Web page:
Fair Trade has long been the province of smallscale farmers and food justice advocates, but according to a recent article by Food First, when changes in fair trade certification enabled large corporations to enter the market, the concept of "Fair Trade" was irrevocably altered. Now some say Fair Trade is dead. Is it?Food First's enlightening article on the struggle for food justice in Fair Trade
is worth a read in its entirety, but to sum up, they write that unless fair trade can "renovate its governance structure and return to its original, more transformative components, it risks becoming alienated from the growing movements for food sovereignty and food justice."
In response to this article, one reader who works with small farmers in Mexico said it this way:
Real fair trade is in small-farmers and their democratic cooperatives as well as in our hometown farmer's markets, small businesses, and communities—these things are connected and worth supporting and fighting for. Authentic fair trade is a mutual agreement between people who produce things and the people who buy them. Its standards are the result of equals transparently negotiating in good faith with the intention of both parties satisfying their basic needs. All of this results—little by little—in a world where "producers" and "consumers" see each other as people and together work toward creating a sustainable global economy and global society.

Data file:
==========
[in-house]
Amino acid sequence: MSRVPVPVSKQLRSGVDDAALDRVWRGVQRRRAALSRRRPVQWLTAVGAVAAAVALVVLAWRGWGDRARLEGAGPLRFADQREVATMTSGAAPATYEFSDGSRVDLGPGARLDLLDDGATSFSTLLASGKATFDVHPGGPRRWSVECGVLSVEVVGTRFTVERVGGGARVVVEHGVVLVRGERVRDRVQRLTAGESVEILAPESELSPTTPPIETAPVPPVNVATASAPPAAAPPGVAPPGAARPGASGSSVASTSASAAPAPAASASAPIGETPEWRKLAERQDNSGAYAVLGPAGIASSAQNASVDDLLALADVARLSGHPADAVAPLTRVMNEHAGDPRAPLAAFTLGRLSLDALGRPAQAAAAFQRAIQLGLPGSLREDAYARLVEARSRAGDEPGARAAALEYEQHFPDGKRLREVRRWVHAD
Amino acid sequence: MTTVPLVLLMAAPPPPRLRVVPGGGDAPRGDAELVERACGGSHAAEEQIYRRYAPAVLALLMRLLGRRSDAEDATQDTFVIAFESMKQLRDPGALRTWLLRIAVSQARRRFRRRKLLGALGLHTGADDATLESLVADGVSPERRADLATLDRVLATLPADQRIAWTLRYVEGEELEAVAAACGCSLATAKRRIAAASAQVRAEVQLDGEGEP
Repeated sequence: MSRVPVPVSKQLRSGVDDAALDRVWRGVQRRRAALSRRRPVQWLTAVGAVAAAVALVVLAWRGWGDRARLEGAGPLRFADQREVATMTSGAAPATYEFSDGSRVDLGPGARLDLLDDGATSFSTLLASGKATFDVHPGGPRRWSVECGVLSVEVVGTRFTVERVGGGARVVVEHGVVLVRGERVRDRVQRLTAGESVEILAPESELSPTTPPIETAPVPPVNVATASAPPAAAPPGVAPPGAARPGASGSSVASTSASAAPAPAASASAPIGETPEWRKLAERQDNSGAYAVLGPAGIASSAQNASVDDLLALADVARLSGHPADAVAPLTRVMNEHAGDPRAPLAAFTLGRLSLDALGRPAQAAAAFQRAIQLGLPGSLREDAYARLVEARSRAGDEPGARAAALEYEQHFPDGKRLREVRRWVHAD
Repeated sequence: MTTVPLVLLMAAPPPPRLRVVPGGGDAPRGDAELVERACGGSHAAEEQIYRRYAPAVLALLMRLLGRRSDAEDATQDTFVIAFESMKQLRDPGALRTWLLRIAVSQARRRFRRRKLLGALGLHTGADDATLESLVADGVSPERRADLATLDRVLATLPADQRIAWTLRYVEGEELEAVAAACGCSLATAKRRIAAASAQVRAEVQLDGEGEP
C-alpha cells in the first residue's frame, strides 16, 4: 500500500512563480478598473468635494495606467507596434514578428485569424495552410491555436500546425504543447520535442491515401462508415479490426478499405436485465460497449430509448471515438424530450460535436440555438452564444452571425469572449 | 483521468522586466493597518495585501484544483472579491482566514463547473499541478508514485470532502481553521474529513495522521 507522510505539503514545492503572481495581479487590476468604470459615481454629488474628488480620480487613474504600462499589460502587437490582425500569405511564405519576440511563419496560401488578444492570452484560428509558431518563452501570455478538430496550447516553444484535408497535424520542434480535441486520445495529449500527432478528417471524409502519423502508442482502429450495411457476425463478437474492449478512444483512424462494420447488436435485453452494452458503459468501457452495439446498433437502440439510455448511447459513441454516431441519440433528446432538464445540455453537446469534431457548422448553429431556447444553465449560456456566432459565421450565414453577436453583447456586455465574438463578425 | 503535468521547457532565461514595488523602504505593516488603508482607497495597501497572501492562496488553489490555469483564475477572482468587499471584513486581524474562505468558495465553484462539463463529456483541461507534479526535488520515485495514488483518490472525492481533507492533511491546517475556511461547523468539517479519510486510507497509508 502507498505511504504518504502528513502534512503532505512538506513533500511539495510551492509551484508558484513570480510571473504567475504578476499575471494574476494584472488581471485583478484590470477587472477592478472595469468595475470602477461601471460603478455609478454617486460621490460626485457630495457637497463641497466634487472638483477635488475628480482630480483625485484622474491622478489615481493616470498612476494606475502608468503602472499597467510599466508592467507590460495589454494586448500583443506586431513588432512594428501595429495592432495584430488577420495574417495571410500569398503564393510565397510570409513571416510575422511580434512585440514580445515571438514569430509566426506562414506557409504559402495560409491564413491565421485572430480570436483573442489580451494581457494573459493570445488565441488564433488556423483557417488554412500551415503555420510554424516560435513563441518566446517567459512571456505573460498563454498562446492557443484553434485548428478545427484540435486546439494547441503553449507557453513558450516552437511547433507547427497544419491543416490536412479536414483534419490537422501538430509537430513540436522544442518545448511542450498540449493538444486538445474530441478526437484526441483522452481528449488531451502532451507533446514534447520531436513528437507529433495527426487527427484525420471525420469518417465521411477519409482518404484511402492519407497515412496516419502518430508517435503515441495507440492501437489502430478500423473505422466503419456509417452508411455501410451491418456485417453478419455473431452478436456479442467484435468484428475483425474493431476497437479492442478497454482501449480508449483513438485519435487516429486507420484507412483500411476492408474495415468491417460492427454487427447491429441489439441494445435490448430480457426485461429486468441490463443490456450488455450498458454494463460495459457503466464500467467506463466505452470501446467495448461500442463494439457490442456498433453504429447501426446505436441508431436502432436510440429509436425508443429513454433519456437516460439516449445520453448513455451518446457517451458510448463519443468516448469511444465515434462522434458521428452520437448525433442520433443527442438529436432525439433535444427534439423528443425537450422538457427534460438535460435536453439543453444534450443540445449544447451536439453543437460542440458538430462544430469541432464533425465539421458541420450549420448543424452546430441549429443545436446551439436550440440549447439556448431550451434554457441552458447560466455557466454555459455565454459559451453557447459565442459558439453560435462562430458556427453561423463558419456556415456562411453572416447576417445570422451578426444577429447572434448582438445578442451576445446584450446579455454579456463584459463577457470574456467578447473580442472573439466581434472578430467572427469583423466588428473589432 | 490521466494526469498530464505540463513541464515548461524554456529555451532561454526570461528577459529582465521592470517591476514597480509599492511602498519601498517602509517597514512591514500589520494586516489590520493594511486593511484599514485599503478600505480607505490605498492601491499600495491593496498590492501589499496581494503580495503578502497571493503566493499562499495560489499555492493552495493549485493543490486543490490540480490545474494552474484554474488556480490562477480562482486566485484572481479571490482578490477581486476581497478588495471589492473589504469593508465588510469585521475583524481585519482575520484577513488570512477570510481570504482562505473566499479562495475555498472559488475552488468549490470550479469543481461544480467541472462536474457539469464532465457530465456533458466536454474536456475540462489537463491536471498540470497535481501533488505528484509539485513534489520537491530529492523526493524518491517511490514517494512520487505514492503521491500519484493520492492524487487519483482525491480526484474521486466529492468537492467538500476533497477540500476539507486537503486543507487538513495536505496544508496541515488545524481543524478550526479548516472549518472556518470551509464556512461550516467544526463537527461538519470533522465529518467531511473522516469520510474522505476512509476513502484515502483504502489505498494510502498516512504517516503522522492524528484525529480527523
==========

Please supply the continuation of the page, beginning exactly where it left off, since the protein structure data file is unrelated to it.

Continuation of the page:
• Read More: The Struggle for Food Justice in Fair Trade at Food First
What do you think?
Related: Wine: All About Fair Trade Wine
(Image: Megan Gordon | The Kitchn)